If a photon travels at $+c$ velocity and reflected to $-c$ it follows that there must be $0$ in between these velocities, just as if you threw a ball at a wall. But that presents a problem, as light can never be at rest since it is massless? Is the light absorbed and re-emitted at the surface? How exactly does this process work?


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If photons always have an well-defined speed, and speed varies continuously, then it seems there logically must be a moment the speed is zero. But the real conclusion is that the notion of "speed" for a photon is breaking down.

Consider a wave on a string reflecting off a wall (credit to Dr. Dan Russell, Penn State):

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At some level, it's already ambiguous what the velocity the wave is before it reflected, because velocity is defined as the rate of change of position, and there isn't an unambiguous position; the wave is spread out. The only reason we can talk about a velocity at all is because the wave is keeping the same shape as it travels, so we can talk about the speed of that shape.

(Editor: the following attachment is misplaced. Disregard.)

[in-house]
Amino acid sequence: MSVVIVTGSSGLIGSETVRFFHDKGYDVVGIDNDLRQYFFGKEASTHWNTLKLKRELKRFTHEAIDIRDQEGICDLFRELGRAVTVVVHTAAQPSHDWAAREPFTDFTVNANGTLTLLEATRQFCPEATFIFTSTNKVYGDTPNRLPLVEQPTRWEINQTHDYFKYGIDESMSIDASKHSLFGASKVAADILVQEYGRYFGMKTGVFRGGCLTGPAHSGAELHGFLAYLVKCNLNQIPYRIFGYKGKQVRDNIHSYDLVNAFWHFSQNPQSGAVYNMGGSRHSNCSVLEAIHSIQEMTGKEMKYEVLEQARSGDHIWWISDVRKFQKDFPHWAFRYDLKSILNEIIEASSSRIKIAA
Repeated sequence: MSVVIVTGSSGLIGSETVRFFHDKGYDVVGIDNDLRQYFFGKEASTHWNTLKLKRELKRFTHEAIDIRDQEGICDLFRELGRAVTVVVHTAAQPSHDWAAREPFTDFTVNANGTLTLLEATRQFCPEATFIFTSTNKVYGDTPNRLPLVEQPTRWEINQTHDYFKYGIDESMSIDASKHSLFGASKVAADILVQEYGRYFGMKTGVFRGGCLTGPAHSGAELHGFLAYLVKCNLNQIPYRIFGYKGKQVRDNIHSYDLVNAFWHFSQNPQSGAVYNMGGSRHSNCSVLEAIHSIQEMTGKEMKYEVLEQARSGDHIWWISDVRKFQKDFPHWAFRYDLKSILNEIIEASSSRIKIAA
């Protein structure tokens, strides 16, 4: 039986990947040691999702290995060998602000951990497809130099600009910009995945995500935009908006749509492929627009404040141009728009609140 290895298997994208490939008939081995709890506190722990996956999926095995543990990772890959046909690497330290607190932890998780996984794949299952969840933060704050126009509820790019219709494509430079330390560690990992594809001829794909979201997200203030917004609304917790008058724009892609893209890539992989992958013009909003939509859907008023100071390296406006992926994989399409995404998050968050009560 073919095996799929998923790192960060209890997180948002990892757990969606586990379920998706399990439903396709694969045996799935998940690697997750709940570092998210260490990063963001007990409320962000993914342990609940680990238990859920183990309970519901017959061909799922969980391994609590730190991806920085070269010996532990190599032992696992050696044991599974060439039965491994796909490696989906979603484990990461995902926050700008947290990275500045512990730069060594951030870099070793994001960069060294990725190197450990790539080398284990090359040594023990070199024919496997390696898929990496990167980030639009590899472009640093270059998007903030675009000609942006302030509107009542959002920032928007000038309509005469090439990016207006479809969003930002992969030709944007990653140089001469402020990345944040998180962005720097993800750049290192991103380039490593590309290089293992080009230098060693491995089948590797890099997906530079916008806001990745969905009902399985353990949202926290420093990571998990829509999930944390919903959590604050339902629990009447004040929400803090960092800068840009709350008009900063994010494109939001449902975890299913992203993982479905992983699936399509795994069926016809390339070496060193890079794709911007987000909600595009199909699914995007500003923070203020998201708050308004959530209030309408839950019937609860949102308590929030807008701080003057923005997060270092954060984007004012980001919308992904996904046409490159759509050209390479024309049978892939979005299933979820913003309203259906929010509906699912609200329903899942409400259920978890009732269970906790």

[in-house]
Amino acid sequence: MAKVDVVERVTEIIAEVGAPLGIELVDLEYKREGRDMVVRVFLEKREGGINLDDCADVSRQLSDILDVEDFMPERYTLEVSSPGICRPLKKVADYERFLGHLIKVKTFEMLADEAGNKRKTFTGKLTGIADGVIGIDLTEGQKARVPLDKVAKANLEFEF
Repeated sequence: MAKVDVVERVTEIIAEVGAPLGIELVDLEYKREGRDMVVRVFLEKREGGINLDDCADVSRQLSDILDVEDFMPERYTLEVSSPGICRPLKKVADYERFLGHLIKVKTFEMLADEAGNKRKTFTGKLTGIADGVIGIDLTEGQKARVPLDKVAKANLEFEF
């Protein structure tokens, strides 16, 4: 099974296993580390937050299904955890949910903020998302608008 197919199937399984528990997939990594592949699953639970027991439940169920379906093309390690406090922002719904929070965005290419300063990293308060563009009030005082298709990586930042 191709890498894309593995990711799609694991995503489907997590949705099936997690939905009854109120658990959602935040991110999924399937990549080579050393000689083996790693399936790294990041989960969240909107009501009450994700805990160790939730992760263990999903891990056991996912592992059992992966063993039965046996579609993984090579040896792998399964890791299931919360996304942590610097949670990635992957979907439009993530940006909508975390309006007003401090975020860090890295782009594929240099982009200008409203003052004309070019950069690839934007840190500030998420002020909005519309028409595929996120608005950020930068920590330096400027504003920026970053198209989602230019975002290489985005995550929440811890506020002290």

When the wave reaches the boundary, its shape rapidly changes. It doesn't get "absorbed and reemitted", there's no moment when the string stops moving. But for a while, it doesn't have a well-defined velocity in any direction. Something analogous happens for photons. When we say that photons always have speed $c$, we mean that plane waves of the electromagnetic field in free space travel at that speed (and hence so do wavepackets built around a given wavevector $\mathbf{k}$). This idea breaks down when you hit a boundary.

I suppose that if you really insisted on assigning a speed at that moment, you could use the fact that imposing a boundary condition is formally like taking the initial wave, and superposing it with a reflected, upside-down wave that travels "out of the wall". This is illustrated on top below:

enter image description here

Thus, the string wave is always a superposition of a part that travels with uniform velocity to the right, and to the left. So if you wanted to think about a photon this way, then during the reflection, it's in a quantum superposition of going in and out, with all elements of the superposition having speed $c$. But perhaps at this point it's better to step away from the idea of speed here: it's only making things more confusing, and an idea that does that isn't worth keeping!


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